At almost every shop I visited in Tehran, I could ask my questions regarding wares and prices in English. Nearly always I was answered in the same language. And, rather than evidence dislike or hatred towards me because I clearly looked foreign and spoke a fair enough English that I could initially be taken for an American citizen, all I got in return for that incorrect assumption was kind curiosity and politely worded questions about my stay and reasons for travel to Iran.
To them I represented, tourism, US dollars (still a preferable monetary tender to Iranian Tomans) and the enigma and aura of the US. In one toy store in particular, the Persian owner even came out to say hello to me. He told me that five years earlier, he had quit living in Houston (couldn't make this stuff up even if I wanted to) and returned to set up a business in Tehran. A child of his still remained stateside and he told me that he had just arrived from Houston a few weeks prior after a visit to his college-aged daughter here.
All this to say, that I've never felt any fear for my person as an apparent foreigner or a probable US citizen (which I'm still not) while in Iran. Rather the contrary really, a bit like enjoying the superstar life one might say.
Lamb burgers and lamb sausage pizzas? Boof Burger
menu in Farsi.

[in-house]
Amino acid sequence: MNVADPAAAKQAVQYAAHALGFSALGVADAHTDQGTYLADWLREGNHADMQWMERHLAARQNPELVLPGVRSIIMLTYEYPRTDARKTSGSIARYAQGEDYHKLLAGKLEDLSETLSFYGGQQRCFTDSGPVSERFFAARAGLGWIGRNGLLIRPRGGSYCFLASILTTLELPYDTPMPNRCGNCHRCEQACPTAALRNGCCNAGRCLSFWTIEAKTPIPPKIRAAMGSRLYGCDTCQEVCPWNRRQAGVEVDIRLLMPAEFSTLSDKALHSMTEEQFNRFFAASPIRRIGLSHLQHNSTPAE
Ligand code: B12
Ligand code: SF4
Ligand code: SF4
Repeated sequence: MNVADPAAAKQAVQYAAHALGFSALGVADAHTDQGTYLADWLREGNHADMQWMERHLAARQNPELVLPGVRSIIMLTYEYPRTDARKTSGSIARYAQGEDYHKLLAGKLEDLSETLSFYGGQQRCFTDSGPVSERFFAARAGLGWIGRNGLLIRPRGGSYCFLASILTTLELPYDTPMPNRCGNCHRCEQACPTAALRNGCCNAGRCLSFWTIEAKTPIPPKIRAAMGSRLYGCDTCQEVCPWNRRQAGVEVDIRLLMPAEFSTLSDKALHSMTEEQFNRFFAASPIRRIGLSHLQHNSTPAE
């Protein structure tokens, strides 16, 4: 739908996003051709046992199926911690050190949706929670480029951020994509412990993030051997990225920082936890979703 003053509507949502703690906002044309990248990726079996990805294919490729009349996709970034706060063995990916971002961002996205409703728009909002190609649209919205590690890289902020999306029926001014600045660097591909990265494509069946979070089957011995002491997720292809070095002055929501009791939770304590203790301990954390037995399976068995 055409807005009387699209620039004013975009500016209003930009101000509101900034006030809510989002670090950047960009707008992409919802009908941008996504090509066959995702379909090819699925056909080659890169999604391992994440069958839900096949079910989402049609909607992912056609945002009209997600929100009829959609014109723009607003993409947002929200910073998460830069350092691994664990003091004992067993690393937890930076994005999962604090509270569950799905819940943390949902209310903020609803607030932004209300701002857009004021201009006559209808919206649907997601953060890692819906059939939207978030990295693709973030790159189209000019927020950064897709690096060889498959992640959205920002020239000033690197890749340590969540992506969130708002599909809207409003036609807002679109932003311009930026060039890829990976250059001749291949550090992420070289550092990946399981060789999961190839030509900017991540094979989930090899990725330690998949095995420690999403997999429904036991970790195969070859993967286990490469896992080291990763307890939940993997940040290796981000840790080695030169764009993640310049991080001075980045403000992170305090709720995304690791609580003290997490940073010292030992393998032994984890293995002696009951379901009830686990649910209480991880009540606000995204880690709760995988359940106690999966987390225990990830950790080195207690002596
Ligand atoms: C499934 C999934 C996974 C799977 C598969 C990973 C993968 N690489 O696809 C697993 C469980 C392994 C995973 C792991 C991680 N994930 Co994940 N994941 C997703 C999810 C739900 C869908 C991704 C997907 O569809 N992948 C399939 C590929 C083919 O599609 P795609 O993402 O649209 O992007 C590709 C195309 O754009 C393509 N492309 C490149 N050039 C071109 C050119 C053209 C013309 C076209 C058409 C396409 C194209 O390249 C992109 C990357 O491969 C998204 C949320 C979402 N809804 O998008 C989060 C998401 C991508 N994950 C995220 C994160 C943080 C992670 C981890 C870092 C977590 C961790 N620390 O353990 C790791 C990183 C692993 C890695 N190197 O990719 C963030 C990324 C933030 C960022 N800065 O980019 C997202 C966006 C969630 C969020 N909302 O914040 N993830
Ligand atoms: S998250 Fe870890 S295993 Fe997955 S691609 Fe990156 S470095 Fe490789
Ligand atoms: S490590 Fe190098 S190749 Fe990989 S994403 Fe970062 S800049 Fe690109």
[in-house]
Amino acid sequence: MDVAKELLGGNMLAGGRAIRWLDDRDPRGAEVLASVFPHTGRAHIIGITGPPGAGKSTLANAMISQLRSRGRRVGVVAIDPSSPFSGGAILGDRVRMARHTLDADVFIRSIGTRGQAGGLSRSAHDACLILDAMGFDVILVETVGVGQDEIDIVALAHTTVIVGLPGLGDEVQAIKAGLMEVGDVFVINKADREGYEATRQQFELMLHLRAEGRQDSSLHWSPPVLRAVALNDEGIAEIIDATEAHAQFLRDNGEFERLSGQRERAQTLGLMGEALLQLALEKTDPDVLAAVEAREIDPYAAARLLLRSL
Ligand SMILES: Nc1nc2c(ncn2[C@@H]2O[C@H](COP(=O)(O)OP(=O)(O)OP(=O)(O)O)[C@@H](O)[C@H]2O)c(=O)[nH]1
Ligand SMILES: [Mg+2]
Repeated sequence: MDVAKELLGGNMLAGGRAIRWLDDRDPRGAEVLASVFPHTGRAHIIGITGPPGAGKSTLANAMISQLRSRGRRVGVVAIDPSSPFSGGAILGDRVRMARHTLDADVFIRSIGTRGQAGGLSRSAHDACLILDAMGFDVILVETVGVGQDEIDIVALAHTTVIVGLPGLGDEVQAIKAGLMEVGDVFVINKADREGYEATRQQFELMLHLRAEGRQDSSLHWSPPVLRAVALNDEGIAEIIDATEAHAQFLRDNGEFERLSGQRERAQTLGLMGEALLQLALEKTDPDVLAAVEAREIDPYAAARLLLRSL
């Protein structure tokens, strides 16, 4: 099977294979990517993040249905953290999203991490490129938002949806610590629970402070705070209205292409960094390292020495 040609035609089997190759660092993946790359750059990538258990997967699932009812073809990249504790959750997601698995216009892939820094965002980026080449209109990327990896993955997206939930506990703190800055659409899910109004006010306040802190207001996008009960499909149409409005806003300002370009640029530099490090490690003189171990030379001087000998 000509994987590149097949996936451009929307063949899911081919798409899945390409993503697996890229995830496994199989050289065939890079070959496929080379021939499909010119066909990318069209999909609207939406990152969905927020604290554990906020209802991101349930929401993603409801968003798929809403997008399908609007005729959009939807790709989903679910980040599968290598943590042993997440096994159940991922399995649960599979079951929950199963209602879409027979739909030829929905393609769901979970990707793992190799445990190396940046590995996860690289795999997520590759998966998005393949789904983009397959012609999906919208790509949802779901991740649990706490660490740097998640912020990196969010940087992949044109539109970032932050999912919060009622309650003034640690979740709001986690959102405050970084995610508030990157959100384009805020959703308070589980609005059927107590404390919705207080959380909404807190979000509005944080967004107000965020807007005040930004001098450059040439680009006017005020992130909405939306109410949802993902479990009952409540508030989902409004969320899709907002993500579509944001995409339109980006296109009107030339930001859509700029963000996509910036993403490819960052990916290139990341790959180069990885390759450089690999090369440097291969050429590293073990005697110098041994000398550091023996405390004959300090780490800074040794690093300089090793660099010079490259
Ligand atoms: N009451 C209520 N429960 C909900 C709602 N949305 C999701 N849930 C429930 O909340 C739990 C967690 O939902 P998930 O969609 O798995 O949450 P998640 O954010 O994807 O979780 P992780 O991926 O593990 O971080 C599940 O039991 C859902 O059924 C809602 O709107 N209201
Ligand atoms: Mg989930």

As I have no desire to overload you, I'll stop here. I'd be great if you would ask me about perceptions you've long held about Iran which you would like to explore further. Should you have one (or more), I promise to address them to the best of my ability. Before I go, I'll leave you with this photo of a small grocery store I visited. If you enlarge the image, you will notice a ton of western products on sale. Much, much more than I'd seen sold on my first trip to Iran three years prior (or maybe I wasn't paying as much attention as I was this time). Not only did the owner speak fantastic English, but he recognized me on further visits, always bringing out the bottled orange juice I preferred for my son as well as the Halls breath mints he knew I favored. How nice is that?
You have a great day and I'll see you on the Leaping Thought Chahar Shambe (as I know your are all veritable pros on you Farsi days of the week by now, I won't clarify what day you should look to for my next post. :-)
For more and different perspectives on Iran, I point you to the following links I've gathered over time. They are blogs, news articles and just anything found on the subject of Iran. Happy reading.
- Fox News article on Iran. Part I and Part II
- The blog for Brown Book Magazine - a self-titled urban magazine and blog guide to the Middle East.
- Jadi Blog - Blogging and updating regularly from inside Iran, Jadi keeps "an eye on freedom of expression, censorship, internet filtering and..." she leaves it hanging there.
- 3 years ago, Sean Penn the actor spent a much publicized 5 days in Iran acting as a reporter for the San Francisco. Here are his own impressions of the country. Day 1, Day 2, Day 3, Day 4, Day 5.
- Arash Dejkam's Iran Pages. Many great photographs categorized by regions.
- More interesting photos sponsored by the website of the Iranian Cultural & Information Center.